Appeal to Fear
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- Argumentum ad metum
- Argumentum in terrorem
- Scare'Em Straight
- The slightly more subtle form of Appeal to Force, Appeal to Fear isn't a direct threat, but nevertheless is based on the idea that something terrible will happen unless you agree with a given position. The difference is that instead of
"Agree that 2 + 2 = 5, or else I'll beat you up."
- you get
"Agree that 2 + 2 = 5, or else social order will collapse, criminals will go free, and they will beat everyone up."
- This is a fallacy because whether an outcome is frightening has no relevance to whether the initial statement is true or not. Social order may collapse if you disagree that 2 + 2 = 5 (see Nineteen Eighty-Four), but that does not mean that 2 + 2 = 5. A type of Appeal to Consequences, where someone is supposed to be afraid of an outcome and therefore assume it to be true or false as a result. In marketing, this fallacy is known as FUD ("Fear, Uncertainty, and Doubt") and is applied to the use of vague criticisms of opposing products in order to try to persuade consumers to buy by brand.
Examples of Appeal to Fear include:
- One of the most common variants is so-called "Hellfire" preaching, where the preacher focuses on the terrible things that will happen to people who don't accept his claims rather than anything positive about the religion in question (and, notably, without ever proving Hell exists in the first place, making this an appeal to consequences - leading to Pascal's Wager.)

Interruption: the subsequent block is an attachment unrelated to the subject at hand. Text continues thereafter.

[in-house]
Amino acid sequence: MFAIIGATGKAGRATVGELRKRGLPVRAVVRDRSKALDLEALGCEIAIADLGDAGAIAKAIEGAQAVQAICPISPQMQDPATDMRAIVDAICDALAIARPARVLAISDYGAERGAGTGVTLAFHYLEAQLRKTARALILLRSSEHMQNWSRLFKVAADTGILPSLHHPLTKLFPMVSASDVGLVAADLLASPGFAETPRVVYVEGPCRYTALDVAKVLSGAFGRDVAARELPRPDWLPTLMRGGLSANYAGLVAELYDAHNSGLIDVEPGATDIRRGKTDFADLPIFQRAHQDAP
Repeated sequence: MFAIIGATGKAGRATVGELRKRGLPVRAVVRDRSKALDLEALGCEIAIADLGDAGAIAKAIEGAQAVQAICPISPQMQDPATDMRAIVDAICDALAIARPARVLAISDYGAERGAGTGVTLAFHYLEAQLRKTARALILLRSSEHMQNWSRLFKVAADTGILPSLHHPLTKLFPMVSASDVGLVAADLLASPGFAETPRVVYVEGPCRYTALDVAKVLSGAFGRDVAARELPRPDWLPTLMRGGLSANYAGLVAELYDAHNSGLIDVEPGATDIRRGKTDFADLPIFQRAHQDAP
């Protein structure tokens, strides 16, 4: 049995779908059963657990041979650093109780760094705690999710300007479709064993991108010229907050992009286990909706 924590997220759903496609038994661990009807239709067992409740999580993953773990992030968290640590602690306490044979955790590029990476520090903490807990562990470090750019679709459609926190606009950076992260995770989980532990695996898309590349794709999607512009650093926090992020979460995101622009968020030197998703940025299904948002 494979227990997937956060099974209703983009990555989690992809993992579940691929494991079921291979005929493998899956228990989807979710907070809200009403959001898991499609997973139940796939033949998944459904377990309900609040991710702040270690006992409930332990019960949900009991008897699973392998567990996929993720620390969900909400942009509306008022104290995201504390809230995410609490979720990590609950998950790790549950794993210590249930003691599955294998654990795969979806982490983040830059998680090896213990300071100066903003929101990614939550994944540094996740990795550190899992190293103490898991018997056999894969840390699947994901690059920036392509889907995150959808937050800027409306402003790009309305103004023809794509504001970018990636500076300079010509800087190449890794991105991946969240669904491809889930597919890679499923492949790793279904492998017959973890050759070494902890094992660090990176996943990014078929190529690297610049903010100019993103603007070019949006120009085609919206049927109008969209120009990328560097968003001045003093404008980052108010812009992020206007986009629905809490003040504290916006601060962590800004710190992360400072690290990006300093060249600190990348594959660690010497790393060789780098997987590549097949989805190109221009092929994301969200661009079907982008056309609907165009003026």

- Many old morality tales also use this fallacy by focusing on the horrible things that happen when children or adults break the rules; for example, The Boy Who Cried Wolf is traditionally eaten by a wolf for lying, as is Little Red Riding Hood for talking to a stranger.
- This is also often used politically, playing off the fear of whatever is the scapegoat du jour (foreigners and ethnic minorities are common targets), and basically saying that if you vote for them, they'll pass legislation to "protect" the people from them.